Bernie Sanders during a Democratic Party presidential debate in March. Photo: Mandel Ngan/AFP via Getty Images

Sen. Bernie Sanders (I-Vt.) on Thursday agreed with former President Obama's proposal to eliminate the Senate filibuster in order to pass the Voting Rights Act.

Why it matters: Sanders rejected abolishing the filibuster during the third Democratic primary debate in September 2o19, suggesting that congressional Democrats could instead pass progressive policies by attaching them to budget reconciliation bills, which cannot be filibustered by the minority party, according to Senate rules.

What he's saying: "President Obama is absolutely right. It is an outrage that modern-day poll taxes, gerrymandering, I.D. requirements, and other forms of voter suppression still exist today," Sanders wrote on Twitter.

  • "If expanding the Voting Rights Act requires us to eliminate the filibuster, then that is what we must do."
  • Obama on Thursday called the filibuster "another Jim Crow relic" during his eulogy for the late civil rights icon Rep. John Lewis.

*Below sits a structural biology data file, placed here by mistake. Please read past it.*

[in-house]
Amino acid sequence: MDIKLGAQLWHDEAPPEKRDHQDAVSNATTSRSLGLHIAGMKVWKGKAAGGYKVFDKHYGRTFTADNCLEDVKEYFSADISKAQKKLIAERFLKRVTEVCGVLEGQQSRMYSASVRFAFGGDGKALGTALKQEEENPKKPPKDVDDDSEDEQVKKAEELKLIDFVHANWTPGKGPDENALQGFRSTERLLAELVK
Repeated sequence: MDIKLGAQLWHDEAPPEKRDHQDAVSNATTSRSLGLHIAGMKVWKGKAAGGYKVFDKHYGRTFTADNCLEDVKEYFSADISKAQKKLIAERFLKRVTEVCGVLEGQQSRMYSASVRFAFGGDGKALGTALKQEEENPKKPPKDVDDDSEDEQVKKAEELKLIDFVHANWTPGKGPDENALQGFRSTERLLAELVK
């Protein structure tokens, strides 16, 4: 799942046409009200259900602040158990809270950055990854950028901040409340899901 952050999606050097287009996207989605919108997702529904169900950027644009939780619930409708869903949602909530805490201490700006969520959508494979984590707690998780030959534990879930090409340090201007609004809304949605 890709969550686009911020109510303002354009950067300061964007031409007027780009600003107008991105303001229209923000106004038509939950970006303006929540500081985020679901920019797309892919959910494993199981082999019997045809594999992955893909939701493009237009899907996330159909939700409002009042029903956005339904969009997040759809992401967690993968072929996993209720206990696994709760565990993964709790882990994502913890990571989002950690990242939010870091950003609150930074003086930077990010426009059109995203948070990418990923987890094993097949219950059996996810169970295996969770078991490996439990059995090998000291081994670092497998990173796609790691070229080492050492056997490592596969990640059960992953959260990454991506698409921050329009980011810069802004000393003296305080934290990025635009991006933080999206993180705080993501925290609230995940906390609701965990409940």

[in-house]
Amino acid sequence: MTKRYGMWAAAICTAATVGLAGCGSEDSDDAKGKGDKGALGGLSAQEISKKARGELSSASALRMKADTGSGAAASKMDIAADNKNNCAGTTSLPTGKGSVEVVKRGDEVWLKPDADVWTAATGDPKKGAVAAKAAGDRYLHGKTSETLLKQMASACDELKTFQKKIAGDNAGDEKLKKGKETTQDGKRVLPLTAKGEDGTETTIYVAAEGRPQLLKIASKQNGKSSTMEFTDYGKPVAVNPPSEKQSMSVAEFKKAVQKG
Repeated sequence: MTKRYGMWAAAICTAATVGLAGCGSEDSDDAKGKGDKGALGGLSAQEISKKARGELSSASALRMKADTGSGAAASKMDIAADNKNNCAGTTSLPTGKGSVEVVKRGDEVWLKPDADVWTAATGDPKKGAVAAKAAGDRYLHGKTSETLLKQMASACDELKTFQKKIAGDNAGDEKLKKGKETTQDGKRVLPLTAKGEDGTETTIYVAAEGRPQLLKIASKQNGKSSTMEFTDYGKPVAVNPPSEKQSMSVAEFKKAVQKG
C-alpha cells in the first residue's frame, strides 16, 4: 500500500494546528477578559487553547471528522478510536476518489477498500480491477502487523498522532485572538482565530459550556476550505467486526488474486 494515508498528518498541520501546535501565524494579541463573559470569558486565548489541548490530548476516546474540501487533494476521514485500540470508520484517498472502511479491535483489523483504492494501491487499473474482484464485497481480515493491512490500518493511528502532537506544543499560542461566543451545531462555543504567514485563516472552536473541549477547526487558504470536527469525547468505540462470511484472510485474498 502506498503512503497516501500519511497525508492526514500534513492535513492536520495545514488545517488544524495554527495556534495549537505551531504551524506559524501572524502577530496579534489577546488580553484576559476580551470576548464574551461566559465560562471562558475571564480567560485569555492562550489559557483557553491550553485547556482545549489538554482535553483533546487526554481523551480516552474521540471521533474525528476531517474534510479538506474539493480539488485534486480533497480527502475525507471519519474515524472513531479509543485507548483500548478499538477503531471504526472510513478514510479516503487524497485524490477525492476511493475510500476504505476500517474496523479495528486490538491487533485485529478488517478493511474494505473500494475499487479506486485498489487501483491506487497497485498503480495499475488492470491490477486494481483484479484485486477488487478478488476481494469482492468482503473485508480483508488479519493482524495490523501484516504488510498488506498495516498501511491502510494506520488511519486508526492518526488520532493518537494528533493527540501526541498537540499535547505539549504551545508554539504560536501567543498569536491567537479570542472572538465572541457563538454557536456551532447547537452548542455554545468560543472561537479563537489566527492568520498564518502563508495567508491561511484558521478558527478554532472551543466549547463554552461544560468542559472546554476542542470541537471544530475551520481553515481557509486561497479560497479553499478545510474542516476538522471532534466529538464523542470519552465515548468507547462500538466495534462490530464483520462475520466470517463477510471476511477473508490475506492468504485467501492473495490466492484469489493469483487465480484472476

The big picture: It is unclear where Joe Biden stands on abolishing the filibuster. He told the New York Times in July that it will "depend on how obstreperous they become,” referring to Senate Republicans.

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Updated Aug 18, 2020 - Politics & Policy

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Florida fully lifts coronavirus restrictions on restaurants

Photo: Don Juan Moore/Getty Images

Florida Gov. Ron DeSantis (R) announced Friday the state will completely reopen its economy, allowing restaurants at operate full capacity and barring localities from ordering businesses to close.

Why it matters: The state became one of the world's epicenters for the virus in July, forcing DeSantis to pause its first round of reopening.

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Eyeing the end of gas-powered cars

Illustration: Eniola Odetunde/Axios

Gasoline-powered cars may be going the way of the woolly mammoth, even if it will take decades to replace them and seems hard to fathom today.

The big picture: Internal combustion engines (ICEs) have powered automobiles for more than 100 years. But the shift to electric vehicles, slow to materialize at first, is now accelerating due to tightening government policies, falling costs and a societal reckoning about climate change.

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